Inelastic

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What is 'Inelastic'

An economic term used to describe the situation in which the quantity of a good or service is unaffected when the price of that good or service changes. Inelastic means that when the price goes up, consumers’ buying habits stay about the same, and when the price goes down, consumers’ buying habits also remain unchanged.

BREAKING DOWN 'Inelastic'

Economics textbooks define “inelastic” as meaning that a 1% change in the price of a good or service has less than a 1% change on the quantity demanded or supplied. For example, if the price of an essential medication changed from $200 to $202 (a 1% increase) and demand changed from 1,000 units to 995 units (a less than 1% decrease), the medication would be considered an inelastic good. If the price increase had no impact whatsoever on the quantity demanded, the medication would be considered perfectly inelastic. Economics textbooks depict the demand curve for a perfectly inelastic good as a vertical line, because the quantity demanded is the same at any price. Supply could be perfectly inelastic in the case of a unique good such as a painting. No matter how much consumers are willing to pay for it, there can never be more than one original version of that painting.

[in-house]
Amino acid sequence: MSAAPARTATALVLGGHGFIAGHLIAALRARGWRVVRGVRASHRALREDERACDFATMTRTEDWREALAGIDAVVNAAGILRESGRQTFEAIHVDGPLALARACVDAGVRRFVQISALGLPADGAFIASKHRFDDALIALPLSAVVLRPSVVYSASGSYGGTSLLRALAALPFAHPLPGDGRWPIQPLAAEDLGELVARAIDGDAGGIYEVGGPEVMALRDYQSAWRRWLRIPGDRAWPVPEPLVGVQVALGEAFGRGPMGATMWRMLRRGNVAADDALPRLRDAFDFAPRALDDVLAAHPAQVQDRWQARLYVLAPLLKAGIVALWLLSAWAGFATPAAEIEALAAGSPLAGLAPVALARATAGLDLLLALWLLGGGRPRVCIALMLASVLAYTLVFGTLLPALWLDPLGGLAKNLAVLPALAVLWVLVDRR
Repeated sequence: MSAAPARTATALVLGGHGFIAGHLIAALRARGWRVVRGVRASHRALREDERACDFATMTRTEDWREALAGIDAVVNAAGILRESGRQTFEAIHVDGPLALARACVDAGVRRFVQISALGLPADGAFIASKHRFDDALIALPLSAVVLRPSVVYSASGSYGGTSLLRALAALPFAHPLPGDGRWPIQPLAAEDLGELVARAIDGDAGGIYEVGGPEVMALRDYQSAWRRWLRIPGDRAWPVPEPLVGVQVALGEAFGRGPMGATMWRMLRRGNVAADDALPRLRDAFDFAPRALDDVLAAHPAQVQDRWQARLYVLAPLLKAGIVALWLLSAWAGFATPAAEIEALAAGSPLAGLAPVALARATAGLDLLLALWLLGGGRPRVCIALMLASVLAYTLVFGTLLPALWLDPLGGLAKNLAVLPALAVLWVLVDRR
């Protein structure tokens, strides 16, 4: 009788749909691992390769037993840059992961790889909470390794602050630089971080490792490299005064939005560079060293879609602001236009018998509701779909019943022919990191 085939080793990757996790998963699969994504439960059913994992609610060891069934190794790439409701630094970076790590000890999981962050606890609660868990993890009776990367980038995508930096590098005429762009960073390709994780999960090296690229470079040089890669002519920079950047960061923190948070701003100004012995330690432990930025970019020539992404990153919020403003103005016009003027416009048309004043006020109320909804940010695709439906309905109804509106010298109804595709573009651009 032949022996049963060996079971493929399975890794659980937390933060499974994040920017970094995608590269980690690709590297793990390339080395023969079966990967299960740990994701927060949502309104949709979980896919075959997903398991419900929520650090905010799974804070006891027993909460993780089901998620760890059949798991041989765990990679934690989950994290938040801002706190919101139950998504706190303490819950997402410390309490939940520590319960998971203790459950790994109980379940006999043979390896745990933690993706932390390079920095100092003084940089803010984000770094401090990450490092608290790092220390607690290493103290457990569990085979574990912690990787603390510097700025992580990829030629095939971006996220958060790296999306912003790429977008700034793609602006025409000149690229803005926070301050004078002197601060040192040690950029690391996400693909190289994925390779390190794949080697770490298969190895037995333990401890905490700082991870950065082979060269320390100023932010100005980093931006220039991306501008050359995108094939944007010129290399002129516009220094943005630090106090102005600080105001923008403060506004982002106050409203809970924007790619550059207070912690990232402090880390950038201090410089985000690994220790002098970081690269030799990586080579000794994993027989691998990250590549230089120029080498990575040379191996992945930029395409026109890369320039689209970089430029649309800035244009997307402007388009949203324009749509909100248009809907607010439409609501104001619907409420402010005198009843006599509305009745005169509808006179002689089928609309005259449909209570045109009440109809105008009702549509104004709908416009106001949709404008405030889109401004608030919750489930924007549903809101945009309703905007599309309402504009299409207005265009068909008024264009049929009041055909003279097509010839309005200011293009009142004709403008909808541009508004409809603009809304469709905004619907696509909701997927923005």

By way of contrast, an elastic good or service is one for which a 1% price change causes more than a 1% change in the quantity demanded or supplied. Most goods and services are elastic because they are not unique, but have substitutes. If the price of a plane ticket increases, fewer people will fly and more people will stay home or drive. A good would need to have numerous substitutes to experience perfectly elastic demand.

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